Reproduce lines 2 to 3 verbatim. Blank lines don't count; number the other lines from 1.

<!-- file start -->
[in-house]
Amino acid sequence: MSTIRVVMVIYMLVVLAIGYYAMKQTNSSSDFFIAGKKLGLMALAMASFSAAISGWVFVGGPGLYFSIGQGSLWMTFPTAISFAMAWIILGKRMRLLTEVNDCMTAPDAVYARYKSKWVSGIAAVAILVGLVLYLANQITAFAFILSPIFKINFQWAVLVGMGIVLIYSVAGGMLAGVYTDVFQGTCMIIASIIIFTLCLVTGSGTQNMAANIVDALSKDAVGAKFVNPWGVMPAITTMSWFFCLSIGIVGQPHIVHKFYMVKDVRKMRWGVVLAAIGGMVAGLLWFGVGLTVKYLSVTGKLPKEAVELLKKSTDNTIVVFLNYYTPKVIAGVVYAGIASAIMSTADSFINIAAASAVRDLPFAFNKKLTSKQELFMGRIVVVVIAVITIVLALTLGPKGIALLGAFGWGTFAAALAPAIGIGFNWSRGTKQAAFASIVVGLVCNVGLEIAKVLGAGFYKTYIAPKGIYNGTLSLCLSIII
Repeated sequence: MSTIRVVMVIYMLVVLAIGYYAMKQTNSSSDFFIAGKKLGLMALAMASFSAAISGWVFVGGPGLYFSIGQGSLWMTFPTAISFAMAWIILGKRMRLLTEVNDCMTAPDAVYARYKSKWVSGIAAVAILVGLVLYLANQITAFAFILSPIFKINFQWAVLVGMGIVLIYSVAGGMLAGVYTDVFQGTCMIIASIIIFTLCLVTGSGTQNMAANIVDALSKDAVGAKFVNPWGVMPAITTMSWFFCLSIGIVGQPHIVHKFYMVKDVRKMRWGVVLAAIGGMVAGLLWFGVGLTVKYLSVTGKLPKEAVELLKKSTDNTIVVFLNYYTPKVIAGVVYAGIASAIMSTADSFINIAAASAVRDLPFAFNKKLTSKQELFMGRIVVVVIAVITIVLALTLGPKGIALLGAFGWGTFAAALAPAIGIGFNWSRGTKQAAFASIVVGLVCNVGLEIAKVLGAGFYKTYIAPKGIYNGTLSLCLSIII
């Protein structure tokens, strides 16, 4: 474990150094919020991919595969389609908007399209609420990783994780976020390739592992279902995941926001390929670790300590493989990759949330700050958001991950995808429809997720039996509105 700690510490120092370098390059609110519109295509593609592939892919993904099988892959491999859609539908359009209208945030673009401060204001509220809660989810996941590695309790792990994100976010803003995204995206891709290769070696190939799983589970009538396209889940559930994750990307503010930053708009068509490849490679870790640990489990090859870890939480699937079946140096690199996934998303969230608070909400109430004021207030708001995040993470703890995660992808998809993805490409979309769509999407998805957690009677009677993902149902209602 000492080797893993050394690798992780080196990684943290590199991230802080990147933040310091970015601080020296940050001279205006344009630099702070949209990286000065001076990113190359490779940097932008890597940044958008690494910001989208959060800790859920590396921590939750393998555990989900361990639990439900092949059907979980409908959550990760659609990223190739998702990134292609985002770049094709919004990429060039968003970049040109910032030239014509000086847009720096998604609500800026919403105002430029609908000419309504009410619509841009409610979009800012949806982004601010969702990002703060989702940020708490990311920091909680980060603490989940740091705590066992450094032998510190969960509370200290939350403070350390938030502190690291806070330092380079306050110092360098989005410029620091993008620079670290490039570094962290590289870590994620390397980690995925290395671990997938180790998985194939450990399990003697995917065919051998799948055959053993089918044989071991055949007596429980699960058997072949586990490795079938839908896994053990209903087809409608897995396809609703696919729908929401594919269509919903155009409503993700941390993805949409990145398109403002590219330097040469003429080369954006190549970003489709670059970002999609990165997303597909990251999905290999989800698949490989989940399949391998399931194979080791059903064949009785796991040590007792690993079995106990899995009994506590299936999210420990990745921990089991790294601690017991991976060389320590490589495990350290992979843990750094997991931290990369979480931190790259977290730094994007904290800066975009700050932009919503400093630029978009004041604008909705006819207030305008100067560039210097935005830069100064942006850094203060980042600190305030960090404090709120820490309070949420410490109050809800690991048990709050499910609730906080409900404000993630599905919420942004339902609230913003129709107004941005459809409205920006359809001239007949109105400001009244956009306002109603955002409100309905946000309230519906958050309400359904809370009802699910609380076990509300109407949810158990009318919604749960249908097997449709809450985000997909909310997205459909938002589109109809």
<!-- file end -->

Amino acid sequence: MSTIRVVMVIYMLVVLAIGYYAMKQTNSSSDFFIAGKKLGLMALAMASFSAAISGWVFVGGPGLYFSIGQGSLWMTFPTAISFAMAWIILGKRMRLLTEVNDCMTAPDAVYARYKSKWVSGIAAVAILVGLVLYLANQITAFAFILSPIFKINFQWAVLVGMGIVLIYSVAGGMLAGVYTDVFQGTCMIIASIIIFTLCLVTGSGTQNMAANIVDALSKDAVGAKFVNPWGVMPAITTMSWFFCLSIGIVGQPHIVHKFYMVKDVRKMRWGVVLAAIGGMVAGLLWFGVGLTVKYLSVTGKLPKEAVELLKKSTDNTIVVFLNYYTPKVIAGVVYAGIASAIMSTADSFINIAAASAVRDLPFAFNKKLTSKQELFMGRIVVVVIAVITIVLALTLGPKGIALLGAFGWGTFAAALAPAIGIGFNWSRGTKQAAFASIVVGLVCNVGLEIAKVLGAGFYKTYIAPKGIYNGTLSLCLSIII
Repeated sequence: MSTIRVVMVIYMLVVLAIGYYAMKQTNSSSDFFIAGKKLGLMALAMASFSAAISGWVFVGGPGLYFSIGQGSLWMTFPTAISFAMAWIILGKRMRLLTEVNDCMTAPDAVYARYKSKWVSGIAAVAILVGLVLYLANQITAFAFILSPIFKINFQWAVLVGMGIVLIYSVAGGMLAGVYTDVFQGTCMIIASIIIFTLCLVTGSGTQNMAANIVDALSKDAVGAKFVNPWGVMPAITTMSWFFCLSIGIVGQPHIVHKFYMVKDVRKMRWGVVLAAIGGMVAGLLWFGVGLTVKYLSVTGKLPKEAVELLKKSTDNTIVVFLNYYTPKVIAGVVYAGIASAIMSTADSFINIAAASAVRDLPFAFNKKLTSKQELFMGRIVVVVIAVITIVLALTLGPKGIALLGAFGWGTFAAALAPAIGIGFNWSRGTKQAAFASIVVGLVCNVGLEIAKVLGAGFYKTYIAPKGIYNGTLSLCLSIII